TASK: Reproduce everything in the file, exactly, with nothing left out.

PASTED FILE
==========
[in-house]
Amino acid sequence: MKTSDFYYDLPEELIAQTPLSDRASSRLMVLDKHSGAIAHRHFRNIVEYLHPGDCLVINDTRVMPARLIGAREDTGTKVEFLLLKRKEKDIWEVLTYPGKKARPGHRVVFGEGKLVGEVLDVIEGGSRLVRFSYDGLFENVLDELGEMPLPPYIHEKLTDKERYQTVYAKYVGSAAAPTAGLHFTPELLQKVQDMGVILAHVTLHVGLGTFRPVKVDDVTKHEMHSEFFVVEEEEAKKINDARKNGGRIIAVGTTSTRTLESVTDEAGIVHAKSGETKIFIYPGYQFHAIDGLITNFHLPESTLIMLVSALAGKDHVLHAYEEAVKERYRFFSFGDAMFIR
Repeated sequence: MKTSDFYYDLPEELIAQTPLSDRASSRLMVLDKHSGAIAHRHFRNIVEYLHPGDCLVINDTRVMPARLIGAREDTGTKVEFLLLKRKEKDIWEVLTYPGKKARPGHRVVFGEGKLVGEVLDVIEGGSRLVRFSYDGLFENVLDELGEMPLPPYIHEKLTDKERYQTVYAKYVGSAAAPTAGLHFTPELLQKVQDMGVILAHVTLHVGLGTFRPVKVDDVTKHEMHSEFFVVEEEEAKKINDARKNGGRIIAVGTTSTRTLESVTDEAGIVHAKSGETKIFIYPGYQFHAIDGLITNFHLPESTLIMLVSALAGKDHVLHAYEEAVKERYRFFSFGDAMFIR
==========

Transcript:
[in-house]
Amino acid sequence: MKTSDFYYDLPEELIAQTPLSDRASSRLMVLDKHSGAIAHRHFRNIVEYLHPGDCLVINDTRVMPARLIGAREDTGTKVEFLLLKRKEKDIWEVLTYPGKKARPGHRVVFGEGKLVGEVLDVIEGGSRLVRFSYDGLFENVLDELGEMPLPPYIHEKLTDKERYQTVYAKYVGSAAAPTAGLHFTPELLQKVQDMGVILAHVTLHVGLGTFRPVKVDDVTKHEMHSEFFVVEEEEAKKINDARKNGGRIIAVGTTSTRTLESVTDEAGIVHAKSGETKIFIYPGYQFHAIDGLITNFHLPESTLIMLVSALAGKDHVLHAYEEAVKERYRFFSFGDAMFIR
Repeated sequence: MKTSDFYYDLPEELIAQTPLSDRASSRLMVLDKHSGAIAHRHFRNIVEYLHPGDCLVINDTRVMPARLIGAREDTGTKVEFLLLKRKEKDIWEVLTYPGKKARPGHRVVFGEGKLVGEVLDVIEGGSRLVRFSYDGLFENVLDELGEMPLPPYIHEKLTDKERYQTVYAKYVGSAAAPTAGLHFTPELLQKVQDMGVILAHVTLHVGLGTFRPVKVDDVTKHEMHSEFFVVEEEEAKKINDARKNGGRIIAVGTTSTRTLESVTDEAGIVHAKSGETKIFIYPGYQFHAIDGLITNFHLPESTLIMLVSALAGKDHVLHAYEEAVKERYRFFSFGDAMFIR